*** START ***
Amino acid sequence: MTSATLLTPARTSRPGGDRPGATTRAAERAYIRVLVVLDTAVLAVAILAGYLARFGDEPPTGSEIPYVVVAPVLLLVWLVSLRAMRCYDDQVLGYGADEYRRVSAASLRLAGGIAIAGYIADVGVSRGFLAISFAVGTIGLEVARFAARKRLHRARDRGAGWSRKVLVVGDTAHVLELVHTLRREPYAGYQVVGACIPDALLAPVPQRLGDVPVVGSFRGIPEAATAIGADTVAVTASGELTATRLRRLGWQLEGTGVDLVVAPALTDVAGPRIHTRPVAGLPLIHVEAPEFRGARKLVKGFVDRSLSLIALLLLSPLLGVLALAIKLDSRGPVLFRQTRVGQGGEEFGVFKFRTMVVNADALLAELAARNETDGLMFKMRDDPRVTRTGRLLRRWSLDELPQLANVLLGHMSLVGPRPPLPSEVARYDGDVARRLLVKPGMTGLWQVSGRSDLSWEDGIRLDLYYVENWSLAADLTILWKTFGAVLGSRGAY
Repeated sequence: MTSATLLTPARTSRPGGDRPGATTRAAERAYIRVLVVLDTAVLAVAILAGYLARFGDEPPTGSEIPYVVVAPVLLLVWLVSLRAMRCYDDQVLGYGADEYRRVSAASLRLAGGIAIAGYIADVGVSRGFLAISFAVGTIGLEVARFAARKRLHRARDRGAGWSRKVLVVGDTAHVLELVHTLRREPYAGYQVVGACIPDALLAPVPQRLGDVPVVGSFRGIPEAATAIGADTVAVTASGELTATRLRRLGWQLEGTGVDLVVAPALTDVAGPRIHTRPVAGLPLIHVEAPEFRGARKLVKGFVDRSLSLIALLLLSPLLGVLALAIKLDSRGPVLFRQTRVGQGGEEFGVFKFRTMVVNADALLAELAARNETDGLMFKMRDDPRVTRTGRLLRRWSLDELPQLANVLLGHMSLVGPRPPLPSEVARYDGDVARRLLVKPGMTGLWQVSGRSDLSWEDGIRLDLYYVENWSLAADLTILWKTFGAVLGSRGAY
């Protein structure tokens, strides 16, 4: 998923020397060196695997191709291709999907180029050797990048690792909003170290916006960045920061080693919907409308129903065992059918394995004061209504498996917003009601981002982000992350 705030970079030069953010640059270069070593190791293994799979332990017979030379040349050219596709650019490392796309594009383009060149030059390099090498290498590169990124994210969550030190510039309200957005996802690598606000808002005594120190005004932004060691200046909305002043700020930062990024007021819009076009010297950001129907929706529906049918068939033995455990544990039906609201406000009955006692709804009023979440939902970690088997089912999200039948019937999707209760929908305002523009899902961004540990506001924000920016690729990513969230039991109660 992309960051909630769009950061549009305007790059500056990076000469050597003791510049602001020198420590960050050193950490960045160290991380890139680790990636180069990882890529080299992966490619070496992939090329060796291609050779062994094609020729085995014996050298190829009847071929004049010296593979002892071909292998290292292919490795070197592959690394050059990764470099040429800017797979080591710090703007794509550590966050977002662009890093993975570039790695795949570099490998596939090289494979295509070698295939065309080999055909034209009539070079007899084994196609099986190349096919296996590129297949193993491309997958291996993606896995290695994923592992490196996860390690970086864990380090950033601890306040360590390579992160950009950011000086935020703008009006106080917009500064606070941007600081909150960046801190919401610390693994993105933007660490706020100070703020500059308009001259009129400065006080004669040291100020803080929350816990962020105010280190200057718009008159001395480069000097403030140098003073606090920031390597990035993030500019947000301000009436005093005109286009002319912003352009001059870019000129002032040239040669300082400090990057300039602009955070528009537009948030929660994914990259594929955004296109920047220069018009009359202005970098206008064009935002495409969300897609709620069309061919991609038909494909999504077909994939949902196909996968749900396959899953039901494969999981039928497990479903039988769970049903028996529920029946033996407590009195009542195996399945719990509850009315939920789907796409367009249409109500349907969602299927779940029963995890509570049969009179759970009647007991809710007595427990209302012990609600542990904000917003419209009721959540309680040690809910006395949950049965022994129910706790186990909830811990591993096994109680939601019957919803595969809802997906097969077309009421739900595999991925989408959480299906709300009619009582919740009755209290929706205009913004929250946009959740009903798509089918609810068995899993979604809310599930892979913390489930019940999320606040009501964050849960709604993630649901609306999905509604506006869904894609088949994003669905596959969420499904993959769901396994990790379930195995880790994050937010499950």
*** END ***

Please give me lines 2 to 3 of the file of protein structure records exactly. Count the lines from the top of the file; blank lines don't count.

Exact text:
Repeated sequence: MTSATLLTPARTSRPGGDRPGATTRAAERAYIRVLVVLDTAVLAVAILAGYLARFGDEPPTGSEIPYVVVAPVLLLVWLVSLRAMRCYDDQVLGYGADEYRRVSAASLRLAGGIAIAGYIADVGVSRGFLAISFAVGTIGLEVARFAARKRLHRARDRGAGWSRKVLVVGDTAHVLELVHTLRREPYAGYQVVGACIPDALLAPVPQRLGDVPVVGSFRGIPEAATAIGADTVAVTASGELTATRLRRLGWQLEGTGVDLVVAPALTDVAGPRIHTRPVAGLPLIHVEAPEFRGARKLVKGFVDRSLSLIALLLLSPLLGVLALAIKLDSRGPVLFRQTRVGQGGEEFGVFKFRTMVVNADALLAELAARNETDGLMFKMRDDPRVTRTGRLLRRWSLDELPQLANVLLGHMSLVGPRPPLPSEVARYDGDVARRLLVKPGMTGLWQVSGRSDLSWEDGIRLDLYYVENWSLAADLTILWKTFGAVLGSRGAY
């Protein structure tokens, strides 16, 4: 998923020397060196695997191709291709999907180029050797990048690792909003170290916006960045920061080693919907409308129903065992059918394995004061209504498996917003009601981002982000992350 705030970079030069953010640059270069070593190791293994799979332990017979030379040349050219596709650019490392796309594009383009060149030059390099090498290498590169990124994210969550030190510039309200957005996802690598606000808002005594120190005004932004060691200046909305002043700020930062990024007021819009076009010297950001129907929706529906049918068939033995455990544990039906609201406000009955006692709804009023979440939902970690088997089912999200039948019937999707209760929908305002523009899902961004540990506001924000920016690729990513969230039991109660 992309960051909630769009950061549009305007790059500056990076000469050597003791510049602001020198420590960050050193950490960045160290991380890139680790990636180069990882890529080299992966490619070496992939090329060796291609050779062994094609020729085995014996050298190829009847071929004049010296593979002892071909292998290292292919490795070197592959690394050059990764470099040429800017797979080591710090703007794509550590966050977002662009890093993975570039790695795949570099490998596939090289494979295509070698295939065309080999055909034209009539070079007899084994196609099986190349096919296996590129297949193993491309997958291996993606896995290695994923592992490196996860390690970086864990380090950033601890306040360590390579992160950009950011000086935020703008009006106080917009500064606070941007600081909150960046801190919401610390693994993105933007660490706020100070703020500059308009001259009129400065006080004669040291100020803080929350816990962020105010280190200057718009008159001395480069000097403030140098003073606090920031390597990035993030500019947000301000009436005093005109286009002319912003352009001059870019000129002032040239040669300082400090990057300039602009955070528009537009948030929660994914990259594929955004296109920047220069018009009359202005970098206008064009935002495409969300897609709620069309061919991609038909494909999504077909994939949902196909996968749900396959899953039901494969999981039928497990479903039988769970049903028996529920029946033996407590009195009542195996399945719990509850009315939920789907796409367009249409109500349907969602299927779940029963995890509570049969009179759970009647007991809710007595427990209302012990609600542990904000917003419209009721959540309680040690809910006395949950049965022994129910706790186990909830811990591993096994109680939601019957919803595969809802997906097969077309009421739900595999991925989408959480299906709300009619009582919740009755209290929706205009913004929250946009959740009903798509089918609810068995899993979604809310599930892979913390489930019940999320606040009501964050849960709604993630649901609306999905509604506006869904894609088949994003669905596959969420499904993959769901396994990790379930195995880790994050937010499950």